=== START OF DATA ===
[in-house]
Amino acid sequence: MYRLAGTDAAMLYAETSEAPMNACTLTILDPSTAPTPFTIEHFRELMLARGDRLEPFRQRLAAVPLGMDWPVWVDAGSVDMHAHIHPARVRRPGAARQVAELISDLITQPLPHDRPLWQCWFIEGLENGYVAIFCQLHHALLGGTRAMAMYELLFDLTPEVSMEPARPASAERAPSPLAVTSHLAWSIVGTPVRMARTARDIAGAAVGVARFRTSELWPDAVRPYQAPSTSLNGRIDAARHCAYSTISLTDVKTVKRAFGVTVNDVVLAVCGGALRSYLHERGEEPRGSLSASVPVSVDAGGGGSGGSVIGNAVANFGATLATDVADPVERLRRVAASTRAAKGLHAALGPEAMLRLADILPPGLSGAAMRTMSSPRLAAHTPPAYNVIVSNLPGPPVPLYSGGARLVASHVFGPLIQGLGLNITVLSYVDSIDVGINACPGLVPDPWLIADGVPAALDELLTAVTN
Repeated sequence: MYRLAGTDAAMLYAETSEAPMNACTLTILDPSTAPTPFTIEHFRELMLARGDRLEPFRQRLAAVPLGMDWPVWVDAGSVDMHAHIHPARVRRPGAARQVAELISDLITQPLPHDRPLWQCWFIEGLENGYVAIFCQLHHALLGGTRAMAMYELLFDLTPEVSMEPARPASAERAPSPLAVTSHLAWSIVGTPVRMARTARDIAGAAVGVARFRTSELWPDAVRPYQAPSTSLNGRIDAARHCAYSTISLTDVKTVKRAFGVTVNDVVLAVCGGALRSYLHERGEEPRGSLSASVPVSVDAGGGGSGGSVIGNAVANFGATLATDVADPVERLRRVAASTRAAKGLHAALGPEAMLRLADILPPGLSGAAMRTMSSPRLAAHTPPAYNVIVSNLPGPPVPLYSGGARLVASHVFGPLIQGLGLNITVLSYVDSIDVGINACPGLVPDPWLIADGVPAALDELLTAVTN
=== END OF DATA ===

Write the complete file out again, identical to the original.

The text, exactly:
[in-house]
Amino acid sequence: MYRLAGTDAAMLYAETSEAPMNACTLTILDPSTAPTPFTIEHFRELMLARGDRLEPFRQRLAAVPLGMDWPVWVDAGSVDMHAHIHPARVRRPGAARQVAELISDLITQPLPHDRPLWQCWFIEGLENGYVAIFCQLHHALLGGTRAMAMYELLFDLTPEVSMEPARPASAERAPSPLAVTSHLAWSIVGTPVRMARTARDIAGAAVGVARFRTSELWPDAVRPYQAPSTSLNGRIDAARHCAYSTISLTDVKTVKRAFGVTVNDVVLAVCGGALRSYLHERGEEPRGSLSASVPVSVDAGGGGSGGSVIGNAVANFGATLATDVADPVERLRRVAASTRAAKGLHAALGPEAMLRLADILPPGLSGAAMRTMSSPRLAAHTPPAYNVIVSNLPGPPVPLYSGGARLVASHVFGPLIQGLGLNITVLSYVDSIDVGINACPGLVPDPWLIADGVPAALDELLTAVTN
Repeated sequence: MYRLAGTDAAMLYAETSEAPMNACTLTILDPSTAPTPFTIEHFRELMLARGDRLEPFRQRLAAVPLGMDWPVWVDAGSVDMHAHIHPARVRRPGAARQVAELISDLITQPLPHDRPLWQCWFIEGLENGYVAIFCQLHHALLGGTRAMAMYELLFDLTPEVSMEPARPASAERAPSPLAVTSHLAWSIVGTPVRMARTARDIAGAAVGVARFRTSELWPDAVRPYQAPSTSLNGRIDAARHCAYSTISLTDVKTVKRAFGVTVNDVVLAVCGGALRSYLHERGEEPRGSLSASVPVSVDAGGGGSGGSVIGNAVANFGATLATDVADPVERLRRVAASTRAAKGLHAALGPEAMLRLADILPPGLSGAAMRTMSSPRLAAHTPPAYNVIVSNLPGPPVPLYSGGARLVASHVFGPLIQGLGLNITVLSYVDSIDVGINACPGLVPDPWLIADGVPAALDELLTAVTN